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News Article | August 22, 2016
Site: http://www.biosciencetechnology.com/rss-feeds/all/rss.xml/all

NewsScientists have discovered a new way to attack Staphylococcus aureus bacteria. The team has revealed how the bacteria regulates its salt levels. Contributed Author: Imperial College LondonTopics: Cell Biology


The basics of sexual reproduction appear to be very simple: sperm plus egg cell equals embryo. But within cells, it gets trickier: simply combining the genetic content of two cells would lead to disaster; every generation would carry twice as much DNA as its parents. To prevent this, egg and sperm cells halve their genetic content before fusing. A similar issue arises with structures called centrioles. Centrioles act as anchors for the spindle apparatus, which pulls genetic material apart during cell division. If a fertilised egg has centrioles from both the egg cell and the sperm, its genetic material will be pulled in too many directions and it will be shared unevenly between the resulting cells, which is likely to make the embryo unviable. So in animals, before an egg cell is fertilised by a sperm, its centrioles are eliminated, ensuring that the resulting embryo receives only the sperm's centrioles. When a cell is dividing, each anchor point is actually a pair of centrioles: a mature 'mother' centriole, and an immature 'daughter' centriole. "Mother centrioles are known to be very, very stable," says Péter Lénárt from EMBL, who led the work. "In the worm C.elegans, people have tagged a mother centriole in the sperm, and found it still intact in the late embryo!" To investigate how the egg cell manages to rid itself of such a resilient structure, Joana Pinto, a PhD student in the Lénárt lab, developed fluorescent tags for mother and daughter centrioles in a starfish egg cell and recorded the entire process of eliminating them. She found that the egg cell expels the two mother centrioles, jettisoning them into the two 'polar bodies' that also serve as dumps for its surplus genetic material. One daughter centriole is also dragged into a polar body, leaving the other daughter centriole alone in the egg cell. "This only happens in egg cell formation," says Lénárt. "In a normal division a single daughter centriole is never left alone." "It seems that if this daughter is alone it is unstable, and will be degraded," says Pinto. "But if we make a mother centriole stay in the cell, it doesn't get destroyed, so the fertilised egg ends up with a tripolar spindle and can't divide." Thanks to further probing aided by an electron microscopy technique developed at EMBL by Yannick Schwab's lab, the scientists found that mother centrioles are expelled into polar bodies thanks to little appendages that centrioles acquire as they mature. Their data suggests that these appendages direct mother centrioles to the cell membrane, ready for ejection. The scientists would like to probe further into how mother centrioles are transported and ejected, and investigate how and why isolated daughter centrioles break down. "Eggs are incredibly diverse - think of chickens, frogs, starfish - so I doubt that this is exactly the same in all animals," says Lénárt. "But underlying that diversity are conserved modules like the centrioles. By understanding the molecular logic of how those modules can be combined in different ways, we can begin to reconstruct how this diversity evolved." More information: Borrego-Pinto et al. Journal of Cell Biology, 21 March 2016. DOI: 10.1083/201510083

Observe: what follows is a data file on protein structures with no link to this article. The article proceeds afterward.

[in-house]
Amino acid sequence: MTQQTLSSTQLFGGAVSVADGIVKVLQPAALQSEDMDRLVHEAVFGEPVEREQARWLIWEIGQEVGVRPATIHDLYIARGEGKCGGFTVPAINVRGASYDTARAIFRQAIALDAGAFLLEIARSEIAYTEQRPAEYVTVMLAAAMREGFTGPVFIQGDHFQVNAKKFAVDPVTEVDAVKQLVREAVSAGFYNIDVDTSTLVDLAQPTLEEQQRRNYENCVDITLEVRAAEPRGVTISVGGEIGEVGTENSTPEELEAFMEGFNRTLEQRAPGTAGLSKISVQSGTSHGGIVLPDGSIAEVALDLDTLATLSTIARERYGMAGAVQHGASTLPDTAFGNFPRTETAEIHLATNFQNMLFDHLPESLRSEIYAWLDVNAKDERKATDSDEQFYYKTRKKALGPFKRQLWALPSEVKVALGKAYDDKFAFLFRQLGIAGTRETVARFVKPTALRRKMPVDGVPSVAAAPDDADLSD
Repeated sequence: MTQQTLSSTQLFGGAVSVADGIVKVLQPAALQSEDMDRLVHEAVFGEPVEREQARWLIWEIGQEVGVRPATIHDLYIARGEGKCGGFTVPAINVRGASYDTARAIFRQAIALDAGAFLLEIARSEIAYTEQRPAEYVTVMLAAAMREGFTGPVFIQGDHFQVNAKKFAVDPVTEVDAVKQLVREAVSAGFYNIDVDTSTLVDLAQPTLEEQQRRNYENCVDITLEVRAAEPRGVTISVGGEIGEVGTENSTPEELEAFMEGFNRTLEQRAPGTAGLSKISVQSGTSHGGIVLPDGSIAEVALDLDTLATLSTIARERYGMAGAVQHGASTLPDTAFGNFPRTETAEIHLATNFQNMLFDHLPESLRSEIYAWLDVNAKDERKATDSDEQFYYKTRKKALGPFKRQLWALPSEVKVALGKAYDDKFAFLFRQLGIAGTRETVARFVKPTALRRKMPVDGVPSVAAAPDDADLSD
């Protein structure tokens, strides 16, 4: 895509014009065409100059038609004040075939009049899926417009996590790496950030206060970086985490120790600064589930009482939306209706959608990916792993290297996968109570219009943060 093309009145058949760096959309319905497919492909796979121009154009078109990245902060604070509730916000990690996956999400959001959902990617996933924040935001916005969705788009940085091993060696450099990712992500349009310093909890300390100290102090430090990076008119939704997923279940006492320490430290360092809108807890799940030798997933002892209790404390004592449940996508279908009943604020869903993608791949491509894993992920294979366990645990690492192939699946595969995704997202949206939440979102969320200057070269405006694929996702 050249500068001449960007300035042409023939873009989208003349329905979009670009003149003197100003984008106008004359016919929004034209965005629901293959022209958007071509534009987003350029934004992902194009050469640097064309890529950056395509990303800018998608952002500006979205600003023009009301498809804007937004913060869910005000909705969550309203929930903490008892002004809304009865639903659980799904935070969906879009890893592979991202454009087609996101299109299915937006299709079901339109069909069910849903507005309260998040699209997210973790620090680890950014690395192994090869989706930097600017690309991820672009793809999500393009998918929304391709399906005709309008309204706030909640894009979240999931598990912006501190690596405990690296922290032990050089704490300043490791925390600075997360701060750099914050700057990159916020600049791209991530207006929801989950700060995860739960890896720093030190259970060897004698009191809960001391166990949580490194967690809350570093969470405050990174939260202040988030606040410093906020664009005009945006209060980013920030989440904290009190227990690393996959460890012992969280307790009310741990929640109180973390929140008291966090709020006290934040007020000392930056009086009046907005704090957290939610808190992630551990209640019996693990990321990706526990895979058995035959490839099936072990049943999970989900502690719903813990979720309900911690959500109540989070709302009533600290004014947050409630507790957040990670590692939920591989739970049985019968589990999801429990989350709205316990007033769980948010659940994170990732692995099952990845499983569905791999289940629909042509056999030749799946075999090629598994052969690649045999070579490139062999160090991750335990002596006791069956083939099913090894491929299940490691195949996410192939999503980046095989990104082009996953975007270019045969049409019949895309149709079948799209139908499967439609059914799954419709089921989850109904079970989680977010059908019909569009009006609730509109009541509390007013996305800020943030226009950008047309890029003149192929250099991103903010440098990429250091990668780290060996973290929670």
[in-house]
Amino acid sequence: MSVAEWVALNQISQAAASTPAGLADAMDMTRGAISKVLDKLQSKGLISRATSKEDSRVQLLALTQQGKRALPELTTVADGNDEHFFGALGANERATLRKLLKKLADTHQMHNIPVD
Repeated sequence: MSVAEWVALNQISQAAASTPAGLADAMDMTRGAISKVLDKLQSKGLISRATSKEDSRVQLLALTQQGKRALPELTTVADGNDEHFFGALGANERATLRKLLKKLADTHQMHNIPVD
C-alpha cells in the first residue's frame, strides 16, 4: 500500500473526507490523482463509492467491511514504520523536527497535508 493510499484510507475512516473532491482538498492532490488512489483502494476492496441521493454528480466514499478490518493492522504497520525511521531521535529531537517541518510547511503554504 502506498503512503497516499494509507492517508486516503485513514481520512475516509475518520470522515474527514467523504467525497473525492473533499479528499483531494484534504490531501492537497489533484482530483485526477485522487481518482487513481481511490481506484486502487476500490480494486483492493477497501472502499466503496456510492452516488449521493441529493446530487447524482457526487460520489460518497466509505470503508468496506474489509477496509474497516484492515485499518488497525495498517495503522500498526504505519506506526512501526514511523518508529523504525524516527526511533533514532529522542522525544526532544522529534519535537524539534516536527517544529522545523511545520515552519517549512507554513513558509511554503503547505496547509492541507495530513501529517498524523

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"Cells adopt diverse shapes that are related to how they function. We wondered if cells have the ability to perceive their own shapes, specifically, the curvature of the [cell] membrane," says Drew Bridges, a Ph.D. candidate in the laboratory of Amy Gladfelter, associate professor of biological sciences at Dartmouth College and a scientist in the MBL's Whitman Center. The team focused on the septins, proteins that are usually found near micron-scaled curves in the cell membrane, such as the furrow that marks where the cell will pinch together and divide. Using live-cell imaging at the MBL, they noticed that septins in a novel model system, the fungus Ashbya gossypii, tended to congregate on fungus branches where curvature was highest. They then decided to recreate this natural phenomenon in the lab, using artificial materials they could measure more easily than living cells. Using precisely scaled glass beads coated with lipid membranes, they discovered that septin proteins preferred curves in the 1-3 micron range. They got the same result using human or fungal septins, suggesting that this phenomenon is evolutionarily conserved. "This ability of septins to sense micron-scaled cell curvature provides cells with a previously unknown mechanism for organizing themselves," Bridges says. The idea for the glass bead experiment came from "many rich intellectual discussions with other members of the MBL community," says Bridges, who has accompanied Gladfelter to the MBL each summer since 2012. "Both our collaborations and the imaging resources at MBL were central to this work." More information: Andrew A. Bridges et al, Micron-scale plasma membrane curvature is recognized by the septin cytoskeleton, The Journal of Cell Biology (2016). DOI: 10.1083/jcb.201512029